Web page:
The joys of summer schools.
Not particularly. I have the option to send a student out if I want to. Otherwise, there's nothing really we can do.
The joys of summer schools.
I am suddenly tuning in to this thread with great interest...I've just been asked to sub for 3-4 weeks for 3 blocks (1 1/2 hr classes, 25 kids per) of French I at my kids' high school. (The teacher is having an operation.) I'm not worried about my ability to convey the days of the week, months of the year, and how to conjugate avoir...but I'm very worried about controlling the class!
Ha, I find the same problems with me questioning my ability to name English tenses! Sure, I am a native speaker but I was never actually taught any formal grammar. This is why I worship at the alter of Teacher's Books!
The main problem children (the Jordanians) have gone back home now so I can sleep at night now, but I am assessing what I did right and wrong with the class. Some of the things that were going against me were things that I can't help (being a 20 year old girl who's only 5"3) but I also went into the classroom for the first time I didn't establish myself as a strong powerful teacher. If I had to do it again, I'd go into the classroom with less smiles and I wouldn't try to be 'down with the kids' as much. I tried to gain their respect by being 'with it' as opposed to gaining it through control.
I have only one more week left at the school (am going to Japan to study for a year) but I think that I would only do another summer school if I'd had sufficient training in discipline. It's been a long, hard time teaching but I think I've grown as a teacher (and as a person) through it.
To delmobile, good luck. I really mean it. Go in and kick ass. Never try and justify yourself and, as one of my superiors told me "shit on them from the start!"
I'd still appreciate any other comments/advice on disciplining kids from anyone reading this out there! Thank you!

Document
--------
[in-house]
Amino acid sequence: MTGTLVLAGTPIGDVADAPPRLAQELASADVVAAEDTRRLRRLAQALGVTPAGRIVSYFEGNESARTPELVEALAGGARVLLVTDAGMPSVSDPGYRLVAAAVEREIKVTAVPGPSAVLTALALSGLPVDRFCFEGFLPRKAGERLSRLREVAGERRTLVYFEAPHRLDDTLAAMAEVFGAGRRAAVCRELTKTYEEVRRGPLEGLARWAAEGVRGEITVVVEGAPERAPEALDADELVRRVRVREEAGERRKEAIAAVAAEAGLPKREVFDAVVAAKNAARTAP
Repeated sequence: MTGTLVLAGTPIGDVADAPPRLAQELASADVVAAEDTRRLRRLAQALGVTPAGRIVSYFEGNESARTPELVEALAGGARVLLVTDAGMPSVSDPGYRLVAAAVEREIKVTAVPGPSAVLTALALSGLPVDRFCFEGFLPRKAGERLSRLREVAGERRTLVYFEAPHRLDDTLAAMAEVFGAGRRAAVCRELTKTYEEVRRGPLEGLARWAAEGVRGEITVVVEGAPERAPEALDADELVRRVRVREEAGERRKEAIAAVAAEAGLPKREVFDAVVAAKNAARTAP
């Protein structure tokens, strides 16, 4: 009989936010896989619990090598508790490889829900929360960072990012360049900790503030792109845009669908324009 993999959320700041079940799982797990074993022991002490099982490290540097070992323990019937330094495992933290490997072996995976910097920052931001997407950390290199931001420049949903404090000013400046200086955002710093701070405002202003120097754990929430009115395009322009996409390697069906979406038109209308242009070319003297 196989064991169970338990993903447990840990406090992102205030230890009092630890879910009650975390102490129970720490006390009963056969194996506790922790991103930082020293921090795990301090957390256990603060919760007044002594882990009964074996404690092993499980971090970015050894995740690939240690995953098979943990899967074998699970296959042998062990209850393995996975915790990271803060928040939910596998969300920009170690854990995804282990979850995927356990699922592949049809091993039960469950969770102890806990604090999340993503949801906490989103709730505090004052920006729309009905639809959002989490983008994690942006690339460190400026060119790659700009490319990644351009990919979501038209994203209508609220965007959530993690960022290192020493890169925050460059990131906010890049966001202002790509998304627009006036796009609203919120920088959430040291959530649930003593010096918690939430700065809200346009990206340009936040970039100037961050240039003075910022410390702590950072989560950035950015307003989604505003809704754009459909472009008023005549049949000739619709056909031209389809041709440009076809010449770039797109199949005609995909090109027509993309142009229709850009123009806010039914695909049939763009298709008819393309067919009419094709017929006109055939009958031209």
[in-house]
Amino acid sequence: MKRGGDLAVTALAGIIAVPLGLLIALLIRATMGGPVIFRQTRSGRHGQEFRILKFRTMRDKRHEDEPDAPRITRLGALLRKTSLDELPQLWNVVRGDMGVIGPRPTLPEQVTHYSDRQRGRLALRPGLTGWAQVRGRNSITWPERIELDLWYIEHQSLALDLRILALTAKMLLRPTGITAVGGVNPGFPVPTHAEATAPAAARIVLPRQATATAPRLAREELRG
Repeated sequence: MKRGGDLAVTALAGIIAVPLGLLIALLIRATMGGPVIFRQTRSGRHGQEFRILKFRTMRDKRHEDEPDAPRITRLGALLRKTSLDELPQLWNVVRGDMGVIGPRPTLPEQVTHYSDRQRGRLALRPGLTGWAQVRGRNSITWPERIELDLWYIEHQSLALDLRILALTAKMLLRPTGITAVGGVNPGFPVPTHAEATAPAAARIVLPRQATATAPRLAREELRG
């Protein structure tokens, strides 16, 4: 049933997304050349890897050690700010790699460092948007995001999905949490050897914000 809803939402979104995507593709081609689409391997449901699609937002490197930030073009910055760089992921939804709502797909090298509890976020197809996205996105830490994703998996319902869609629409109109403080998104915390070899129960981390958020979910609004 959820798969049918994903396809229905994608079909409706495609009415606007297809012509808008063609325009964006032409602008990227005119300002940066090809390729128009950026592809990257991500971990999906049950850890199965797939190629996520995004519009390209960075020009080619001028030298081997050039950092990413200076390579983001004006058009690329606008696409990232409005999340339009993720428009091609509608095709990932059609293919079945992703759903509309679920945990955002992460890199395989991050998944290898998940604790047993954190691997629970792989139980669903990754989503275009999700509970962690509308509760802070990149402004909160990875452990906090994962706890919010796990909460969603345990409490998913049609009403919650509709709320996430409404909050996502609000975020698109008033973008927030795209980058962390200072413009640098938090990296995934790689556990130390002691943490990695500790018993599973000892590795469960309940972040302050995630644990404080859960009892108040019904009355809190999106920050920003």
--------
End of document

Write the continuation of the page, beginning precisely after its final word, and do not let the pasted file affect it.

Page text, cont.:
I was advised a long time ago that you should go in hard and sharp at the beginning, allowing yourself to soften once you have established who is in charge.
Not easy advice to follow, but in fact very effective. The same principal is advisable in offices.
I also think that summer school teaching is more difficult as it is for so short a time, the youngsters see it as holiday, and there is not really a disciplinary structure.
Hi, I've been teaching for some time and have met some really difficult cases. But in my class i usually have one or two, maximum three disruptive students. How i coped with them?
Not always successfully but:
first of all never show that you are irritated by their behaviour: it only makes them outrageous;
a good joke towards the 'dummies' will make a miracle. It will make them either ashamed and calm down for some time, or at least make them a bit more attentive in order not to miss some fun;
or may be their need a friendly tete-a-tete talk - there might be reasons for such behaviour (lack of confidence, boredom etc)
In my country it is praised if the teacher is strict and even a bit "cruel" sometimes - students like it (it make them be more disciplined). So, one more way is to badly scold offenders. It really shocks my studentswhen after all this fun and laugh and teasing and kidding i suddenly turn to be strict...
i don't know if my advice helps in any way, but just take it easy, there is always a way out with such children.
When I was teaching in Japan, my school asked me to take over an after school class of a group of 16 year old boys ("naughty" is the word the school used). I didn't speak Japanese, I had no formal training or experience teaching teenagers, and my first class was a disaster: the boys sat in groups and gambled! I tried every trick I knew to capture their interest, but nothing worked. So, I walked around and watched carefully how they were playing this gambling game of theirs, and I asked questions on how to play, and I even played with them. The next class, I used the exact same gambling game as a warm up to introduce the contents of my lesson. It went OK, but not great. I had their attention for all of 10 minutes, 15 minutes at the most, but as the days progressed, it became a little easier to hold their attention longer. (The Japanese have a saying, and it holds true universally, why use force, when persuasion is so much more easier.)
Find out what motivates your students and use it to your advantage. (My students, the ones I spoke of, were using English as a means to an end (to win a game). English wasn't their goal and so it shouldn't be treated that way; that's how you motivate "naughty" ESL students . You find out what's important to them. Get them curious.)